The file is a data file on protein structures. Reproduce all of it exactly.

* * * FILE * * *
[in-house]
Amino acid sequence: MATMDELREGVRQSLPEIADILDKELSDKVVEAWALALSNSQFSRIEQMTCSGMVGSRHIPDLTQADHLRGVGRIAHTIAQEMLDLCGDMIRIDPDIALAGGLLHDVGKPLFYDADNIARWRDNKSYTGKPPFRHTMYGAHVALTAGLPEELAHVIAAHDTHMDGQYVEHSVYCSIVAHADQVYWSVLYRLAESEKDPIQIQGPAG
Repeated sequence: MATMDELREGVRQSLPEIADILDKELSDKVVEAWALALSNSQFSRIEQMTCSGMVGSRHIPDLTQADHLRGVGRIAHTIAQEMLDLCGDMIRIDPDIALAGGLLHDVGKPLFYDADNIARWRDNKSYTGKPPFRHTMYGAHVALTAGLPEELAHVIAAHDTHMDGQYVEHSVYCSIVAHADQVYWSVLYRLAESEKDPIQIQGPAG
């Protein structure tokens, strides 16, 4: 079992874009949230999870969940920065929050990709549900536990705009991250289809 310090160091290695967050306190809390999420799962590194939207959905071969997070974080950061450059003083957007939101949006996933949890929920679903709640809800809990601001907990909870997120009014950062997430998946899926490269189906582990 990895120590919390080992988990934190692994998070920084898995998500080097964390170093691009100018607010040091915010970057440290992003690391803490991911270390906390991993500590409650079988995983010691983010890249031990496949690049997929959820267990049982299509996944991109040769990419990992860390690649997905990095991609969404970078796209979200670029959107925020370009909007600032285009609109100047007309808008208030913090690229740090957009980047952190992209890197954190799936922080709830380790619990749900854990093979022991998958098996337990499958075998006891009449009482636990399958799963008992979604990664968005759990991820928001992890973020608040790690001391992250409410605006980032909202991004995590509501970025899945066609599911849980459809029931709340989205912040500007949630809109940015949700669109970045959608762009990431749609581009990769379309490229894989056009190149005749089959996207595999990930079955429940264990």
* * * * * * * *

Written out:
[in-house]
Amino acid sequence: MATMDELREGVRQSLPEIADILDKELSDKVVEAWALALSNSQFSRIEQMTCSGMVGSRHIPDLTQADHLRGVGRIAHTIAQEMLDLCGDMIRIDPDIALAGGLLHDVGKPLFYDADNIARWRDNKSYTGKPPFRHTMYGAHVALTAGLPEELAHVIAAHDTHMDGQYVEHSVYCSIVAHADQVYWSVLYRLAESEKDPIQIQGPAG
Repeated sequence: MATMDELREGVRQSLPEIADILDKELSDKVVEAWALALSNSQFSRIEQMTCSGMVGSRHIPDLTQADHLRGVGRIAHTIAQEMLDLCGDMIRIDPDIALAGGLLHDVGKPLFYDADNIARWRDNKSYTGKPPFRHTMYGAHVALTAGLPEELAHVIAAHDTHMDGQYVEHSVYCSIVAHADQVYWSVLYRLAESEKDPIQIQGPAG
């Protein structure tokens, strides 16, 4: 079992874009949230999870969940920065929050990709549900536990705009991250289809 310090160091290695967050306190809390999420799962590194939207959905071969997070974080950061450059003083957007939101949006996933949890929920679903709640809800809990601001907990909870997120009014950062997430998946899926490269189906582990 990895120590919390080992988990934190692994998070920084898995998500080097964390170093691009100018607010040091915010970057440290992003690391803490991911270390906390991993500590409650079988995983010691983010890249031990496949690049997929959820267990049982299509996944991109040769990419990992860390690649997905990095991609969404970078796209979200670029959107925020370009909007600032285009609109100047007309808008208030913090690229740090957009980047952190992209890197954190799936922080709830380790619990749900854990093979022991998958098996337990499958075998006891009449009482636990399958799963008992979604990664968005759990991820928001992890973020608040790690001391992250409410605006980032909202991004995590509501970025899945066609599911849980459809029931709340989205912040500007949630809109940015949700669109970045959608762009990431749609581009990769379309490229894989056009190149005749089959996207595999990930079955429940264990």